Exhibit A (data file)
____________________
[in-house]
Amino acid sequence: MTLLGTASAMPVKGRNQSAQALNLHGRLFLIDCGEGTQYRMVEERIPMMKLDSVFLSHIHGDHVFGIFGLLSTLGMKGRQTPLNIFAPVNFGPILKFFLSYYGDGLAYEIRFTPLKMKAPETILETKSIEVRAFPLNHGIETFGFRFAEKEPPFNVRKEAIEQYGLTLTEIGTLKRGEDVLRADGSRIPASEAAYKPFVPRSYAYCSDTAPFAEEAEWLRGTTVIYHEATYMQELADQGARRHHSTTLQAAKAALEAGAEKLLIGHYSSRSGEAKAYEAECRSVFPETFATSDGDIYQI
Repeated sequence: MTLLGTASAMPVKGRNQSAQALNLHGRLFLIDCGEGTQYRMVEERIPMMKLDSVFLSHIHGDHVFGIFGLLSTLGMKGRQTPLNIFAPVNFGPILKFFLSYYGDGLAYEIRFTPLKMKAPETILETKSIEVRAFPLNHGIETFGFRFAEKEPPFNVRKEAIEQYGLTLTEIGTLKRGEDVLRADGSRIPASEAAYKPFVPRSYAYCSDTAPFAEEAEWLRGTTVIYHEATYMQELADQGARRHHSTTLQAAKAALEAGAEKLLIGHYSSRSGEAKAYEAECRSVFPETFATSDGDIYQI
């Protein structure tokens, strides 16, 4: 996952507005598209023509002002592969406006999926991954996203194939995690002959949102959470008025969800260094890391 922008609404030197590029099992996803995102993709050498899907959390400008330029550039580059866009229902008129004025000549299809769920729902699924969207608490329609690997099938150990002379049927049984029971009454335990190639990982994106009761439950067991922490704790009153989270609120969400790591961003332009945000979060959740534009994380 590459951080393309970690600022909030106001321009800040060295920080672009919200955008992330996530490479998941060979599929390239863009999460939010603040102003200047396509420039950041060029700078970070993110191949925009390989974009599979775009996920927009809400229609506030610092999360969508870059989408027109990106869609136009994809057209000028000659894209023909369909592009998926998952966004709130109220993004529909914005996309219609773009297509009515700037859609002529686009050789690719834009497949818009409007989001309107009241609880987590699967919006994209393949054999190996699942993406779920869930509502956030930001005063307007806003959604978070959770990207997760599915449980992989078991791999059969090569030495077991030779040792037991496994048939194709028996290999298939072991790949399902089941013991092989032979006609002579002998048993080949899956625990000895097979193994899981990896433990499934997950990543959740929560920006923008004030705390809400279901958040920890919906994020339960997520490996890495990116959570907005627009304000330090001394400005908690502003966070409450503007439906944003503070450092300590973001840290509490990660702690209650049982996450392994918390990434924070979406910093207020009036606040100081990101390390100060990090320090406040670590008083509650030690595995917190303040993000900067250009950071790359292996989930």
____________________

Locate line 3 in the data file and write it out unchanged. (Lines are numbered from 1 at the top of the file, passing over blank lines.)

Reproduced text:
Repeated sequence: MTLLGTASAMPVKGRNQSAQALNLHGRLFLIDCGEGTQYRMVEERIPMMKLDSVFLSHIHGDHVFGIFGLLSTLGMKGRQTPLNIFAPVNFGPILKFFLSYYGDGLAYEIRFTPLKMKAPETILETKSIEVRAFPLNHGIETFGFRFAEKEPPFNVRKEAIEQYGLTLTEIGTLKRGEDVLRADGSRIPASEAAYKPFVPRSYAYCSDTAPFAEEAEWLRGTTVIYHEATYMQELADQGARRHHSTTLQAAKAALEAGAEKLLIGHYSSRSGEAKAYEAECRSVFPETFATSDGDIYQI